Warrior Games cyclists overcome challenges as team with 'some oomph'
(Photo Credit: U.S. Army) VIEW ORIGINAL

COLORADO SPRINGS, Colo. (Sept. 30, 2014) -- The cyclists, wind-blown and lashed from rain, rounded the curve and pushed through the final straightaway to cross the finish line. The fans, undeterred by the sudden downpour, screamed and clapped as the bikes whipped by.

It was a dramatic but fitting display for the seventh and last cycling event in the 2014 Warrior Games, drenching but never dissuading the athletes who have already prevailed over so much.

"There is so much these Soldiers have overcome, and they overcome it as a team," said Simon Bennett, the Army's head coach for cycling.

Though this is his first Warrior Games event, the Australian transplant to South Carolina owns a coaching and consulting business with his wife, and knew many of the athletes through race camps and U.S. Paralympic training camps.

"The camaraderie is amazing; everyone is here to support each other," Bennett added.

As his cyclists warmed up for their events, Bennett's chant remained the same: "It's all about overcoming whatever situation you're in."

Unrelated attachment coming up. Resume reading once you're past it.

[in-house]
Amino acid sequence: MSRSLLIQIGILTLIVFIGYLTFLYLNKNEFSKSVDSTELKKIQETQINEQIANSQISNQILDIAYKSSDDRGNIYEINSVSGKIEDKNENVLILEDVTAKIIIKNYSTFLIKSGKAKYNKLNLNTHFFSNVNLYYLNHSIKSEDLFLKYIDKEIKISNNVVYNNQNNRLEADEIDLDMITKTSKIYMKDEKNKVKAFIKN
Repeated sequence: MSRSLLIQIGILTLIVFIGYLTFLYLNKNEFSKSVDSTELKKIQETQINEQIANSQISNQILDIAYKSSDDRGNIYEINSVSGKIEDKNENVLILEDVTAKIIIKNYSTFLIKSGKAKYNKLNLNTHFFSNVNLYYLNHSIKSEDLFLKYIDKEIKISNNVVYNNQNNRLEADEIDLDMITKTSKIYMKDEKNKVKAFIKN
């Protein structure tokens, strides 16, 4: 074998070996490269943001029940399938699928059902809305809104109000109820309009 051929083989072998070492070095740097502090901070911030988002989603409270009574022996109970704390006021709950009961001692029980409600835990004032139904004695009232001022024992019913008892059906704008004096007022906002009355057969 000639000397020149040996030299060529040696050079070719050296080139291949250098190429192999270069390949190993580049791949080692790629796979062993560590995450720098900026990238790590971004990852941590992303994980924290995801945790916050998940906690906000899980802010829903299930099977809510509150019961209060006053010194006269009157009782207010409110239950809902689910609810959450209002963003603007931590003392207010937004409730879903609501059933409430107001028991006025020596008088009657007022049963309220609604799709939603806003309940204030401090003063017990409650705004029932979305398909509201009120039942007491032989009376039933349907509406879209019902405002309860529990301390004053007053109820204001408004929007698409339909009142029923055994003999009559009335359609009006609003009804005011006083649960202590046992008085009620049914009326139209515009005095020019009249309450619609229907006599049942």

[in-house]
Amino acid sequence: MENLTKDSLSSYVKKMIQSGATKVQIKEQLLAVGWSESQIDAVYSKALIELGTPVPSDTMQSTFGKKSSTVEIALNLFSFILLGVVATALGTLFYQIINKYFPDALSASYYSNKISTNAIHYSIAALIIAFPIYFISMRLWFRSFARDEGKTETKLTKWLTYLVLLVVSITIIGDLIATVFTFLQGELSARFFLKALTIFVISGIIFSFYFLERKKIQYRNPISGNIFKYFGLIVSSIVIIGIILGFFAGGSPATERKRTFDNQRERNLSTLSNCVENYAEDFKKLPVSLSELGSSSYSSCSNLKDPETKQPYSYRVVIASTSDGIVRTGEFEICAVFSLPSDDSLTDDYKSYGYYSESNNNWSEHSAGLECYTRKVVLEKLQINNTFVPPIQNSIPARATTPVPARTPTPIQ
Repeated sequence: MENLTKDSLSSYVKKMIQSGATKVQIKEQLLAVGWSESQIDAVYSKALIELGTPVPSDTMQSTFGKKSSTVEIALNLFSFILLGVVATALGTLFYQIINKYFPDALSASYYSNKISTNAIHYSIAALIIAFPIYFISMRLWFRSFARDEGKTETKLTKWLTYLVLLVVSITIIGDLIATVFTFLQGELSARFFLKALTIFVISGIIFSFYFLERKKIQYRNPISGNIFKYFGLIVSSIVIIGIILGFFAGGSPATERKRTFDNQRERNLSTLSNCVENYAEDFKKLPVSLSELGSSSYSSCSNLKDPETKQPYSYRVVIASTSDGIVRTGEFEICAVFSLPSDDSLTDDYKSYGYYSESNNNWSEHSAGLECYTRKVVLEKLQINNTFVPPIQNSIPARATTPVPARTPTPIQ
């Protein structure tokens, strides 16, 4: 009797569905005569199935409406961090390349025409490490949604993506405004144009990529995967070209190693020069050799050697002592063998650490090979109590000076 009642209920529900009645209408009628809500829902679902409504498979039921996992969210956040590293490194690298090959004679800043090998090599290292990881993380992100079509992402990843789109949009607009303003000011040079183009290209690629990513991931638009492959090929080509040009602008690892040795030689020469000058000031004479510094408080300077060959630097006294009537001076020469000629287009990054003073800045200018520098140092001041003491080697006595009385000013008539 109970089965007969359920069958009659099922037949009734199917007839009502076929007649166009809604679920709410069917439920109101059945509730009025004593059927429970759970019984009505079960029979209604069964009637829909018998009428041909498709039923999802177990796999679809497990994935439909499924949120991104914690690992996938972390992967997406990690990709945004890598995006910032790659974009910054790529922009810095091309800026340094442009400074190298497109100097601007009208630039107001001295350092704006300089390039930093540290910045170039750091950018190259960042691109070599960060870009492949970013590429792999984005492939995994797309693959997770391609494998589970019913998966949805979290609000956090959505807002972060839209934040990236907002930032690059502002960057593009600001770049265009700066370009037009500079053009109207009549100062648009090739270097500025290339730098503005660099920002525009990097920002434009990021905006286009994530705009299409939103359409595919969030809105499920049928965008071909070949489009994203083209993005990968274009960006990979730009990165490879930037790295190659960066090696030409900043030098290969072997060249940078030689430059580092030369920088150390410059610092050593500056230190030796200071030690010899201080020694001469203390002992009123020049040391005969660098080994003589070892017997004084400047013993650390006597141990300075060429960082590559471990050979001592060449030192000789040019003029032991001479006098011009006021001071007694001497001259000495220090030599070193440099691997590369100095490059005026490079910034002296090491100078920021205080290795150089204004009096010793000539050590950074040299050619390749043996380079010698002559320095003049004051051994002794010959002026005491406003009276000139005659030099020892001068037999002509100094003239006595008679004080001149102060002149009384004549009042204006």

Spc. Jason Blair, with the Warrior Transition Battalion at Fort Belvoir, Virginia, an Army athlete competing in men's recumbent cycling, took these words to heart. Despite grounding his bike mid-race, Blair managed to right himself and finish strong with a silver medal win.

"Get back on your bike and try to catch the people that passed me," is what Blair told himself. "I put into practice the CSF2 prep. The skills they taught us came in handy," he added, crediting the Comprehensive Soldier and Family Fitness trainers who helped prepare him for the race.

Spc. Amanda Lyle, an Army athlete with the Warrior Transition Battalion at Fort Campbell, Kentucky, competing in women's recumbent cycling, experienced her share of challenges as well. It took over a year for her doctors to allow her on a bike.

"When they finally let me on, I just took off," she recalled.

Lyle, who required her inhaler twice during the race, felt proud of her work at Warrior Games.

"A year ago I didn't think I would ever walk again. The fact that I'm here and able to compete, I don't care what place I come in," she said.

"It's going to take a little bit of strength and a little bit of trying; some 'oomph,'" Lyle said, of overcoming adversity. "It doesn't matter if it's a tip-toe or a leap. Find something you like and focus on it."

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